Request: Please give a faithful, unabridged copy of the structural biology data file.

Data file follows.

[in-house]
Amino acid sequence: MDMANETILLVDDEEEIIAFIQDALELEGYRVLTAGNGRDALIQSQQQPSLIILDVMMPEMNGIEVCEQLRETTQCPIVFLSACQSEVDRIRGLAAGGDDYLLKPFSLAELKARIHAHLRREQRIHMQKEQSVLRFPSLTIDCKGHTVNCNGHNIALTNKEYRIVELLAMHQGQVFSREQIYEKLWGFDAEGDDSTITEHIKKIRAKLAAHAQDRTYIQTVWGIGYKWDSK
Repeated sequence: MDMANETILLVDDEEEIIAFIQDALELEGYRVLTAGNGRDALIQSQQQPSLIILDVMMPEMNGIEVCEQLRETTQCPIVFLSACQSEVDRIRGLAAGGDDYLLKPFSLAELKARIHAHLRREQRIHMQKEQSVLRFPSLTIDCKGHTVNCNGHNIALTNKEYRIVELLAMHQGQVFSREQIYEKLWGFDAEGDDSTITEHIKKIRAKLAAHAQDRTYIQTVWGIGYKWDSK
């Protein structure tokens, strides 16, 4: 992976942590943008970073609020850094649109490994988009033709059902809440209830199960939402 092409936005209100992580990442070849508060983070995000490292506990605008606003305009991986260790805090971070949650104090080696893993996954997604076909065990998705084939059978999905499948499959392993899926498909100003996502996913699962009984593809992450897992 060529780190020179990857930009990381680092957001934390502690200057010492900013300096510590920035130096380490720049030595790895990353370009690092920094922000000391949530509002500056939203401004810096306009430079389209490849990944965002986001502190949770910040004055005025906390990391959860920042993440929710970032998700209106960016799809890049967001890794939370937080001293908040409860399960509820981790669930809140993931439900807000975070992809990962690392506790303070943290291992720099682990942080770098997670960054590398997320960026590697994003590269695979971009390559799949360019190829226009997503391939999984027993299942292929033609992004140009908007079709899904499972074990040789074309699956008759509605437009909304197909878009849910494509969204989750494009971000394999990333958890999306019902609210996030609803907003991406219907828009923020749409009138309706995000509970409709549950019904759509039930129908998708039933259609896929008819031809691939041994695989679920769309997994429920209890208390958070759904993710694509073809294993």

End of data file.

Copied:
[in-house]
Amino acid sequence: MDMANETILLVDDEEEIIAFIQDALELEGYRVLTAGNGRDALIQSQQQPSLIILDVMMPEMNGIEVCEQLRETTQCPIVFLSACQSEVDRIRGLAAGGDDYLLKPFSLAELKARIHAHLRREQRIHMQKEQSVLRFPSLTIDCKGHTVNCNGHNIALTNKEYRIVELLAMHQGQVFSREQIYEKLWGFDAEGDDSTITEHIKKIRAKLAAHAQDRTYIQTVWGIGYKWDSK
Repeated sequence: MDMANETILLVDDEEEIIAFIQDALELEGYRVLTAGNGRDALIQSQQQPSLIILDVMMPEMNGIEVCEQLRETTQCPIVFLSACQSEVDRIRGLAAGGDDYLLKPFSLAELKARIHAHLRREQRIHMQKEQSVLRFPSLTIDCKGHTVNCNGHNIALTNKEYRIVELLAMHQGQVFSREQIYEKLWGFDAEGDDSTITEHIKKIRAKLAAHAQDRTYIQTVWGIGYKWDSK
């Protein structure tokens, strides 16, 4: 992976942590943008970073609020850094649109490994988009033709059902809440209830199960939402 092409936005209100992580990442070849508060983070995000490292506990605008606003305009991986260790805090971070949650104090080696893993996954997604076909065990998705084939059978999905499948499959392993899926498909100003996502996913699962009984593809992450897992 060529780190020179990857930009990381680092957001934390502690200057010492900013300096510590920035130096380490720049030595790895990353370009690092920094922000000391949530509002500056939203401004810096306009430079389209490849990944965002986001502190949770910040004055005025906390990391959860920042993440929710970032998700209106960016799809890049967001890794939370937080001293908040409860399960509820981790669930809140993931439900807000975070992809990962690392506790303070943290291992720099682990942080770098997670960054590398997320960026590697994003590269695979971009390559799949360019190829226009997503391939999984027993299942292929033609992004140009908007079709899904499972074990040789074309699956008759509605437009909304197909878009849910494509969204989750494009971000394999990333958890999306019902609210996030609803907003991406219907828009923020749409009138309706995000509970409709549950019904759509039930129908998708039933259609896929008819031809691939041994695989679920769309997994429920209890208390958070759904993710694509073809294993």